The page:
marginal leaf burn at concentrations above 20 ppm.
Wilted chlorotic leaves
become bronze in color. Roots become stunted and
thickened near tips. Plants with chlorine deficiencies
will be pale and suffer wilting.
Burning of leaf tip or margins. Bronzing, yellowing
and leaf splitting. Reduced leaf size and lower growth
functions are yet uncertain, but evidence suggests it is
involved in the synthesis of one of the bases for
nucleic acid (RNA uracil) formation. It may also be
involved in some cellular activities such as division,
differentiation, maturation and respiration. It is
associated with pollen germination.
Plants deficient in boron exhibit
brittle abnormal growth at shoot tips and one of the
earliest symptoms is failure of root tips to elongate
normally. Stem and root apical meristems often die. Root
tips often become swollen and discolored. Internal
tissues may rot and become host to fungal disease.
Leaves show various symptoms which include drying,
thickening, distorting, wilting, and chlorotic or
leaf tip followed by necrosis of the leaves beginning at
tips or margins and progressing inward before leaves die
and prematurely fall off. Some plants are especially
sensitive to boron accumulation.
Copper is a constituent of many enzymes and
proteins. Assists in carbohydrate metabolism, nitrogen
fixation and in the process of oxygen reduction.
Symptoms of deficiency are a
reduced or stunted growth with a distortion of the
younger leaves and growth tip die-back. Young leaves
often become dark green and twisted. They may die back
or just exhibit necrotic spots. Growth and yield will be
deficient as well.
required in very small amounts and readily becomes toxic
in solution culture if not carefully controlled. Excess
values will induce iron deficiency. Root growth will be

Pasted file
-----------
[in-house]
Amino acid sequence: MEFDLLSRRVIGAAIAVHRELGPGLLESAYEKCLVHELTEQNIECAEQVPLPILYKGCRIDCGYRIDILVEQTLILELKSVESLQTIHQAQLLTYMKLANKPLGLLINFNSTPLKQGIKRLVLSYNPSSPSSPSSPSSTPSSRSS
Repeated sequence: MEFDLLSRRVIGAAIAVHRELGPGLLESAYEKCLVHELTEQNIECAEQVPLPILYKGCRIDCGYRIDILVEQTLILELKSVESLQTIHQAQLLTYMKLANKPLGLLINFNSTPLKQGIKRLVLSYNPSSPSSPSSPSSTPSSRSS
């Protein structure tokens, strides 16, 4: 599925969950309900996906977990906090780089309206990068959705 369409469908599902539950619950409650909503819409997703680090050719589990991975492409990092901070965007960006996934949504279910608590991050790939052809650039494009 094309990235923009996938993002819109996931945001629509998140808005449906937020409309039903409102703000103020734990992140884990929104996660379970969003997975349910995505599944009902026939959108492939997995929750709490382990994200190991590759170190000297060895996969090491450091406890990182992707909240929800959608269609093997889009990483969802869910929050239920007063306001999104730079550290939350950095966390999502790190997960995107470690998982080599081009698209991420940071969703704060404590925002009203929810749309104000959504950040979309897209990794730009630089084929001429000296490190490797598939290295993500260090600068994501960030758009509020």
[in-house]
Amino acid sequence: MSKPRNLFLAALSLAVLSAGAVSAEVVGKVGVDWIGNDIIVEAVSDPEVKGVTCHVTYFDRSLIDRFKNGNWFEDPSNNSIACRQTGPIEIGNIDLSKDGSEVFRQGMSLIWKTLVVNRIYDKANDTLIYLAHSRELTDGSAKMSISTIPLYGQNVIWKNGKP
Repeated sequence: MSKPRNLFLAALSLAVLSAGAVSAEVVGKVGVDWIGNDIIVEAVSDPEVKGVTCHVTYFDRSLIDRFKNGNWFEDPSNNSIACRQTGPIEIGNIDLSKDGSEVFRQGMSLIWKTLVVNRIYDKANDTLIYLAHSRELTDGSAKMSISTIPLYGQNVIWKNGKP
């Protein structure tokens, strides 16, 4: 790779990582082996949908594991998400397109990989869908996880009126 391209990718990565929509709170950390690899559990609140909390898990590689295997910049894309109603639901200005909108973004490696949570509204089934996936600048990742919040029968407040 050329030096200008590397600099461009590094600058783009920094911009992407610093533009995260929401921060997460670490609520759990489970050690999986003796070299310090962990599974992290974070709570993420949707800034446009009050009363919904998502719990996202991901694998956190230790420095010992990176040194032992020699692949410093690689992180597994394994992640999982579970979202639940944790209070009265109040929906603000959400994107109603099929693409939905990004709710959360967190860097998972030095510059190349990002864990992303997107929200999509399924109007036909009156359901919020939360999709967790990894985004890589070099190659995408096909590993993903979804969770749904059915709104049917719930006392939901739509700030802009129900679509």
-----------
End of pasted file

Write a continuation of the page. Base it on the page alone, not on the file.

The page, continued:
suppressed followed by symptoms of iron chlorosis,
stunting, reduced branching, abnormal darkening and
thickening of roots.
Molybdenum is a component of two major enzyme
systems involved in the nitrate reeducates, this is the
process of conversion of nitrate to ammonium.
chlorosis which occurs first on older leaves, then
progressing to the entire plant. Developing severely
twisted younger leaves which eventually die. Molybdenum
deficiencies frequently resemble nitrogen, with older
leaves chlorotic with rolled margins and stunted growth.
Excess may cause
discoloration of leaves depending on plant species. This
condition is rare but could occur from accumulation by
continuous application. Used by the plant in very small
quantities. Excess mostly usually does not effect the
plant, however the consumption of high levels by grazing
animals can pose problems so she might not be too good
Sodium seems to
encourage crop yields and in specific cases it acts as
an antidoting agent against various toxic salts. It may
act as a partial substitute for potassium deficiencies.
Excess may cause plant toxicity or induce deficiencies
of other elements. If sodium predominates in the
solution calcium and magnesium may be affected.
Silicon usually exists
in solution as silicic acid and is absorbed in this
form. It accumulates as hydrated amorphous silica most
abundantly in walls of epidermal cells, but also in
primary and secondary walls of other cells. It is
largely available in soils and is found in water as
well. Inadequate amounts of silicon can reduce tomato
yields as much as 50%, cause new leaves to be deformed
and inhibit fruit set. At this time toxicity symptoms
Cobalt is essential to many
beneficial bacteria that are involved in nitrogen
fixation of legumes. It is a component of vitamin B12
which is essential to most animals and possibly in
plants. Reports suggest that it may be involved with
enzymes needed to form aromatic compounds. Otherwise, it
is not understood fully as to its benefit to plant
growth, but it is considered essential to some animal